Sunday, September 6, 2009

Cartagena, like no other

Under the brightest of moons, with a cool breeze blowing through the plaza just outside the city's walls, the voice of Placido Domingo - live, in the flesh - rises up into the clear night. On the other side of the wall, just steps away, this magical sound is swallowed up by the heavy rhythms of salsa music pouring out of Donde Fidel Salsa Bar. Like you might find in any American sports bar, a large number of men fill the space in this legendary spot, staring intentedly at a big screen TV. Only tonight, they aren't watching any sort of big game, but rather videos of live salsa bands as turned by the resident Video Jockey. Swaying and rocking in their seats, they are enchanted by these native rhythms, completely oblivious to the famous tenor belting a tune just around the corner.

It must be Saturday night in Cartagena.

And lucky for me, I am here now, peering through the gates to catch a glimpse of Sr. Domingo, then strolling across Plaza de Los Coches and straight into Donde Fidel to join in the nightly rumba. There really is no where else I would rather be tonight, because in a matter of hours I have fallen completely in love with this city. Despite the overwhelming heat and the occasional nasty mosquito, Cartagena lives up to is reputation as the gem of Colombia. Hectic, hot and beautiful by day.... steamy, sultry and downright sexy by night. As far as cities go, Cartagena is everything and more.

I felt the city's charm the moment I arrived; it would be impossible not to. Imagine row after row of quaint colonial buildings in every color, old-world balconies draped with magnificent flowers, all overlooking a maze of narrow cobblestone streets that see surprisingly little traffic. Around every corner is a spacious plaza, or a lovely garden, or a bustling marketplace, or an ancient church, or a lone vendor selling plump avocados. A police officer stands vigil on every block, watching over the city as horse-drawn carriages trot by. An entire block of enticing candy stalls make up El Portal de los Dulces, adding more sugar to an already sweet atmosphere.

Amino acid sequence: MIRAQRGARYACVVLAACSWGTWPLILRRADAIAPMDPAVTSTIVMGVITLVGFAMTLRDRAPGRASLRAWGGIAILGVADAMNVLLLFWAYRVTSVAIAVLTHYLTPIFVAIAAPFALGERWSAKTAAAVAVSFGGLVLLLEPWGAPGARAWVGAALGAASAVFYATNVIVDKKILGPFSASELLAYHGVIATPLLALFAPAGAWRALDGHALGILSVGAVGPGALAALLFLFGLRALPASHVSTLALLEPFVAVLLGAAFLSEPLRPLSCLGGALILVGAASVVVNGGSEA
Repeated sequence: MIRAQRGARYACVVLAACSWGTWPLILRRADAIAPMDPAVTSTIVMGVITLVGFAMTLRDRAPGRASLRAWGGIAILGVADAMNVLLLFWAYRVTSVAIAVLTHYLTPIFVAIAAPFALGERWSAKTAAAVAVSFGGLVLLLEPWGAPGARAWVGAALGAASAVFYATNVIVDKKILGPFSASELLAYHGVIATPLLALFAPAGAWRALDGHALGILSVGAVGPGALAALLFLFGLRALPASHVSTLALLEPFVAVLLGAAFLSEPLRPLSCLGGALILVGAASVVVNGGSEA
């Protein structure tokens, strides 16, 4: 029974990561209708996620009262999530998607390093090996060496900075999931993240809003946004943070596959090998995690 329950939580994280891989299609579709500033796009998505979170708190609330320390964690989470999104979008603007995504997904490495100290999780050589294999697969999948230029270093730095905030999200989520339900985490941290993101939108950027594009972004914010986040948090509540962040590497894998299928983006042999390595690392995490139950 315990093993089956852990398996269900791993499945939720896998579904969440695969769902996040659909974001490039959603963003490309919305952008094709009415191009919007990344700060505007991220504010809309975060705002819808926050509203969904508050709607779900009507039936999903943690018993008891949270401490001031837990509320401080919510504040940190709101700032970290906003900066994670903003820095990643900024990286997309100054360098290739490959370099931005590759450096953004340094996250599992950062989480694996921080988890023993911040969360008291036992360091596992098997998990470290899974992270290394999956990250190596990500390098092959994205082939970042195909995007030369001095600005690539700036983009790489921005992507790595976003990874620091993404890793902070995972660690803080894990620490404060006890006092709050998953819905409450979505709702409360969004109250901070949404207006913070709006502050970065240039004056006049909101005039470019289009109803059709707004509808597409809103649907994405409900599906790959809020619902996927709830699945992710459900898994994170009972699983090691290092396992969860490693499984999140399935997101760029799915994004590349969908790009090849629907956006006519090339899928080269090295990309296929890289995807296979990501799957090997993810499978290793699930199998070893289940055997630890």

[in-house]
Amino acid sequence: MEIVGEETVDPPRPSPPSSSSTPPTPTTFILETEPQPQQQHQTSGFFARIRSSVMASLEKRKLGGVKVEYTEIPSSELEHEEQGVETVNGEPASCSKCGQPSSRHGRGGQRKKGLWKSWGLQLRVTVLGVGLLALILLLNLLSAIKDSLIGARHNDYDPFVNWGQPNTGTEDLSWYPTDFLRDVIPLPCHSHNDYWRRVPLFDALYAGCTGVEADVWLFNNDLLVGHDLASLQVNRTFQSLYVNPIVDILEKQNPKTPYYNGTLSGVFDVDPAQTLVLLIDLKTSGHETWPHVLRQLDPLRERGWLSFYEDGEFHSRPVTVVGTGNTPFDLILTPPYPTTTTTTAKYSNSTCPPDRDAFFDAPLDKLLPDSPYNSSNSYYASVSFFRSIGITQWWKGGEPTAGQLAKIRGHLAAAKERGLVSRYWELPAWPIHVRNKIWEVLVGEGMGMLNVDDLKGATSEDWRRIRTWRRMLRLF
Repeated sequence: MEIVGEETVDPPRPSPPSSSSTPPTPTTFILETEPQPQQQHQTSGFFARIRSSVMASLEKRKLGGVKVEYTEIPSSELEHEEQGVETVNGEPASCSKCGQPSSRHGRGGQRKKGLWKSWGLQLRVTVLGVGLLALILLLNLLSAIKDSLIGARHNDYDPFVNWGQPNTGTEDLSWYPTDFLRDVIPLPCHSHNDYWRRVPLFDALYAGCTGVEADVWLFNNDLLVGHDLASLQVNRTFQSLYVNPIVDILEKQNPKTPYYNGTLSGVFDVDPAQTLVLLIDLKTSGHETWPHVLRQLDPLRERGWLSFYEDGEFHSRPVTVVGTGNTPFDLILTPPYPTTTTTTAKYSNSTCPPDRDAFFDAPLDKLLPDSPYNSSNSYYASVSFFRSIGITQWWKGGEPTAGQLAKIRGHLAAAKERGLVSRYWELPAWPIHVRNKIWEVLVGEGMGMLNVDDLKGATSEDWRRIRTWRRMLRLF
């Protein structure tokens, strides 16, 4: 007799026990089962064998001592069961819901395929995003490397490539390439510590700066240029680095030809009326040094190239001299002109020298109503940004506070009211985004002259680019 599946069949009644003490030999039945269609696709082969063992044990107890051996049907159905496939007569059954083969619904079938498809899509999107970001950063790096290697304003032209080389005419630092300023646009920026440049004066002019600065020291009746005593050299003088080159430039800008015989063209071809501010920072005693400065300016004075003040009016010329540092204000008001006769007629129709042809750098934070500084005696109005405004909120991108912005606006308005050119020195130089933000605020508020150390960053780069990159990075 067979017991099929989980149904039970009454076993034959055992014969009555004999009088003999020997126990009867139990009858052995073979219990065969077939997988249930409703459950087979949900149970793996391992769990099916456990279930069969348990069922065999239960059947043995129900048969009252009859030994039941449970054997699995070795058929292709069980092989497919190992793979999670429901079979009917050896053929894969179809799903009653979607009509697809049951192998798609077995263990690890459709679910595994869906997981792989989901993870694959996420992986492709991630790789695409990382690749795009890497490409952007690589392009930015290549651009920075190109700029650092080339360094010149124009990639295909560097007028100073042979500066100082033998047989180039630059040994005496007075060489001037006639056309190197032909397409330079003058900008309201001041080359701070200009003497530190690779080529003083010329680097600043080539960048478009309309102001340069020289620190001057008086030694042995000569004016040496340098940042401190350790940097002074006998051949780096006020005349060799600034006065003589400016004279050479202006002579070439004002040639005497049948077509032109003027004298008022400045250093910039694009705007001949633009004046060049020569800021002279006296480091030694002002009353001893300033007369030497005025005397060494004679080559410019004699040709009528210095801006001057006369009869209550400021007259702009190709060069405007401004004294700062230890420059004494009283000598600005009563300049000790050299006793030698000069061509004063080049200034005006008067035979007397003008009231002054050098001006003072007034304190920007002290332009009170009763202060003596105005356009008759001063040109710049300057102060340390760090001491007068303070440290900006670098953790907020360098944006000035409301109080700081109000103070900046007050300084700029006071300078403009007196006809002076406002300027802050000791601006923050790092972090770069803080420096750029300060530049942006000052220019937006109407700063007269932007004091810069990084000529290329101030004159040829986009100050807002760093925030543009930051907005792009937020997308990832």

What makes it all so magical is that all of this life and ambience and beauty is trapped within the confines of an imposing stone wall that encircles the historic center, offering a striking reminder of the city's complicated past. As the LP guidebook points out, the city wall deterred pirate attacks and pillaging throughout the centuries, but in modern times it is no match for the tourist machine that flocks here daily. This may be true, but I haven't noticed the tramplings of tourism nearly as much as I thought I would. The crowds here feel much more authentically local than they do extranjero. Or maybe all the tourists are hiding out in internet cafes and coffee shops, wherever they can find air con and refuge from the sweltering afternoon heat.

I will admit that earlier tonight I was doing just that. In desperate need for a late-afternoon boost and some beloved cafe ambience, I broke down, made a beeline for the nearby Juan Valdez Cafe, and had my first cup of coffee in nearly 2 months. And damn was it good, right down to the very last drop of tinto. I must say, all that hype about the fabulousness of the Colombian roast isn't just hype... or maybe I was merely growing desperate. Regardless, it was worth the wait.

What's more, it seems my pattern of making new friends in cafes has followed me all the way to Cartagena: soon enough, a conversation was struck with a friendly father and son duo from Bogotá, and next thing I know this lovely family is inviting me to their beachfront apartment in the nearby town of La Boquilla. Happy to accept, I spent the afternoon lounging by their pool and completely enjoying the company. And, I was reminded that if making friends is what the cafe scene brings, then I need no other reason to start drinking coffee again.

And so here I am, totally at peace in Cartagena. After 10 exhausting days of traveling and constant movement, I have decided to stay put for awhile. I have completely settled in at a lovely little hotel in El Centro, and have no desire to leave. Why would I? For 20 USD per night, I have a large tiled room in a recently-renovated building, cable TV that includes English news channels, a private bathroom, access to a common kitchen, a huge living room area with free high speed internet, a wonderful staff with whom I have become friends, and a location in the historic center that could not be more safe or perfect for a lone traveler like me. I have groceries in the fridge and some photos on the public desktop. At least for the next few days, I am completely and happily at home.


Splendid balconies


Stunning architecture


Incredible interiors


Plaza de Los Coches


A city's fortress


Candy for sale along the Portal de Los Dulces



Ripe avocadoes for only 1 dollar!



A newfound friend (wearing my jaunty hat)


The central "courtyard" at my current home

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